Incidents during the Syrian Civil War
On 23rd September 2014, a Syrian Air Force Su-24 was shot down by an IAF MIM-104 Patriot surface-to-air missile battery, after allegedly crossing the Syrian-Israeli ceasefire line during a ground attack mission against Syrian opposition forces. Both pilots ejected from the stricken aircraft and were taken prisoner by Syrian rebels.
On 29th July 2015, Israeli airplanes reportedly struck a vehicle located in a Druse village in southwestern Syria, killing Hezbollah men and a pro-Assad militiaman. A second airstrike targeted a military base along the Syrian-Lebanese border belonging to a pro-Syrian Palestinian faction. On 20th and 21st August 2015, after four rockets hit the Golan Heights and Upper Galilee, Israel launched airstrikes in Syria, killing several militants.
On March 17th, 2017, Israeli jet fighters attacked targets in Syria. Several S-200 missiles were fired at the jets, and one missile was shot down by an Arrow 2 missile; no aircraft were damaged. Syria claimed to have shot down one attacking aircraft and damaged another, a claim denied by Israel. The incident was the first clearly confirmed Israeli strike on Syrian territory during the Syrian Civil War.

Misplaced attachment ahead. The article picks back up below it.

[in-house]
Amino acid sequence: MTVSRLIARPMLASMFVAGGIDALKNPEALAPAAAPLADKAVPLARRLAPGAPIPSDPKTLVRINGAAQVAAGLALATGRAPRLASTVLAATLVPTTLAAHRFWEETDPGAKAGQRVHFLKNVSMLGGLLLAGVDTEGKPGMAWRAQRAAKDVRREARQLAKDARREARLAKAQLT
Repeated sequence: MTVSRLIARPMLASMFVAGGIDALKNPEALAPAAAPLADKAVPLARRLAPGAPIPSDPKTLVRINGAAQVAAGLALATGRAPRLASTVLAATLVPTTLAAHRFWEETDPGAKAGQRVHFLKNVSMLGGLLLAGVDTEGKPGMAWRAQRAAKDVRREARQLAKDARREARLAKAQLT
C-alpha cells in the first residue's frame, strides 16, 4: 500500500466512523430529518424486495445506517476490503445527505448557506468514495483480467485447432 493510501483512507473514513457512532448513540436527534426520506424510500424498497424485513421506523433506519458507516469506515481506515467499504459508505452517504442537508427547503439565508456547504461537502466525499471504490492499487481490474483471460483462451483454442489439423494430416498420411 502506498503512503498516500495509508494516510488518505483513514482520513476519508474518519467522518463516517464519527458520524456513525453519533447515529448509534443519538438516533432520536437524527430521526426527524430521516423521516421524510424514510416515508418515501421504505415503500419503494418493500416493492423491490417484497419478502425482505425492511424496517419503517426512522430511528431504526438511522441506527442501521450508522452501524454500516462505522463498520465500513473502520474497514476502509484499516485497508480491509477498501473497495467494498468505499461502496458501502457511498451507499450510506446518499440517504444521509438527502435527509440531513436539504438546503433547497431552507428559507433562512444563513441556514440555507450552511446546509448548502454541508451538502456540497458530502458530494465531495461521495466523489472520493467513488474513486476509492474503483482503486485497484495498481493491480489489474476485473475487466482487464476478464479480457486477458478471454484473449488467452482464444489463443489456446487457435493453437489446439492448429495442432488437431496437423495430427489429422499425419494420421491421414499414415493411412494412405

On February 10th, 2018, an Israeli AH-64 shot down an Iranian drone that entered Israel. Four Israeli F-16’s launched a strike into Syria while remaining in Israeli airspace, reportedly to strike Iranian drone control facilities, conducting a cross-border raid. One of them was shot down by Syrian air defense forces and crashed in northern Israel. Both pilots were injured, but managed to eject. Israel subsequently attacked Syrian air defenses and Iranian targets.
On May 10th, 2018, after Iranian elite forces on the Syrian-held side of the Golan Heights fired around 20 projectiles towards Israeli army positions without causing damages or injuries, Israel responded with rounds of rocket fire into Syria. The Israeli Air Force confirmed the strikes. Twenty-three fighters, among them 18 foreigners, were killed. IAF commander Amikam Norkin said Israel used its F-35s for the first time.